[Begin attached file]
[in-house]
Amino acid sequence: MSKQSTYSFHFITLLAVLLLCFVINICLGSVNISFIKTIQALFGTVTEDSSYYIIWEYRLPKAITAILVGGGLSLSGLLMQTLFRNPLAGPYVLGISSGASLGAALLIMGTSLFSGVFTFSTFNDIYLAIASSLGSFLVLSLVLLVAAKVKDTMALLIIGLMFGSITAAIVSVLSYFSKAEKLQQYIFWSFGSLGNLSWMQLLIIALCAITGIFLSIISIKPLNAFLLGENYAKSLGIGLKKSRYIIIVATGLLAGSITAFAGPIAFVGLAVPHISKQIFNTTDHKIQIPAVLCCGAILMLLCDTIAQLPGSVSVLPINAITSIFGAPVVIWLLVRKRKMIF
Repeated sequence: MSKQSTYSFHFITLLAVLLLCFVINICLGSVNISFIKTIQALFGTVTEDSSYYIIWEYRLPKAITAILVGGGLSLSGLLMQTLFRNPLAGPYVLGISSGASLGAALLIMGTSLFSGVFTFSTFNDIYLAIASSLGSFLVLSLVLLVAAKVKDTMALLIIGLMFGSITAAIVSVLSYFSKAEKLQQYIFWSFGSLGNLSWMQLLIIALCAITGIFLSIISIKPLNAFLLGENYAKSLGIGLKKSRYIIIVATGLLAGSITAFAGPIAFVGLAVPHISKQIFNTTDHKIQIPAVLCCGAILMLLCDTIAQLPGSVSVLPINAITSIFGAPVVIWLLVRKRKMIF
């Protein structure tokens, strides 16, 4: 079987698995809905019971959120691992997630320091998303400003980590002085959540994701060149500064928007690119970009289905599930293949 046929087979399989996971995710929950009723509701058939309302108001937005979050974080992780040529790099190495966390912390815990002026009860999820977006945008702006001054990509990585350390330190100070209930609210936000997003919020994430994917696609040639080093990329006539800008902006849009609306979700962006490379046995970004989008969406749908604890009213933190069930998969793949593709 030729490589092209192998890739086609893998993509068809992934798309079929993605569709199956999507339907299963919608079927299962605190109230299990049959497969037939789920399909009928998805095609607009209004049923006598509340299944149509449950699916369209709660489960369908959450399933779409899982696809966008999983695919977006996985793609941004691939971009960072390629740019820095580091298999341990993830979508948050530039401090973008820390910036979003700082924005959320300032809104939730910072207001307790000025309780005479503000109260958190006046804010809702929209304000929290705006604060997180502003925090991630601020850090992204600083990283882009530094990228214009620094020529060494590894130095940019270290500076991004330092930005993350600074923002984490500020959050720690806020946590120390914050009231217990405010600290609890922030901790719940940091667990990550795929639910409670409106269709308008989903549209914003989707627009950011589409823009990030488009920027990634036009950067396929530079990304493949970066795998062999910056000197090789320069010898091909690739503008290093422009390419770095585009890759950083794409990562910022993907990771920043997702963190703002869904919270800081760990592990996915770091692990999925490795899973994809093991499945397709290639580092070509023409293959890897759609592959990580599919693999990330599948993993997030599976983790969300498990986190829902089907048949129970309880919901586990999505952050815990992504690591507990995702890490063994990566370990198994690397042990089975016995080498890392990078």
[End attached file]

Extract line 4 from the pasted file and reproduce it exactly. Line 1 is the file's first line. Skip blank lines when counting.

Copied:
């Protein structure tokens, strides 16, 4: 079987698995809905019971959120691992997630320091998303400003980590002085959540994701060149500064928007690119970009289905599930293949 046929087979399989996971995710929950009723509701058939309302108001937005979050974080992780040529790099190495966390912390815990002026009860999820977006945008702006001054990509990585350390330190100070209930609210936000997003919020994430994917696609040639080093990329006539800008902006849009609306979700962006490379046995970004989008969406749908604890009213933190069930998969793949593709 030729490589092209192998890739086609893998993509068809992934798309079929993605569709199956999507339907299963919608079927299962605190109230299990049959497969037939789920399909009928998805095609607009209004049923006598509340299944149509449950699916369209709660489960369908959450399933779409899982696809966008999983695919977006996985793609941004691939971009960072390629740019820095580091298999341990993830979508948050530039401090973008820390910036979003700082924005959320300032809104939730910072207001307790000025309780005479503000109260958190006046804010809702929209304000929290705006604060997180502003925090991630601020850090992204600083990283882009530094990228214009620094020529060494590894130095940019270290500076991004330092930005993350600074923002984490500020959050720690806020946590120390914050009231217990405010600290609890922030901790719940940091667990990550795929639910409670409106269709308008989903549209914003989707627009950011589409823009990030488009920027990634036009950067396929530079990304493949970066795998062999910056000197090789320069010898091909690739503008290093422009390419770095585009890759950083794409990562910022993907990771920043997702963190703002869904919270800081760990592990996915770091692990999925490795899973994809093991499945397709290639580092070509023409293959890897759609592959990580599919693999990330599948993993997030599976983790969300498990986190829902089907048949129970309880919901586990999505952050815990992504690591507990995702890490063994990566370990198994690397042990089975016995080498890392990078």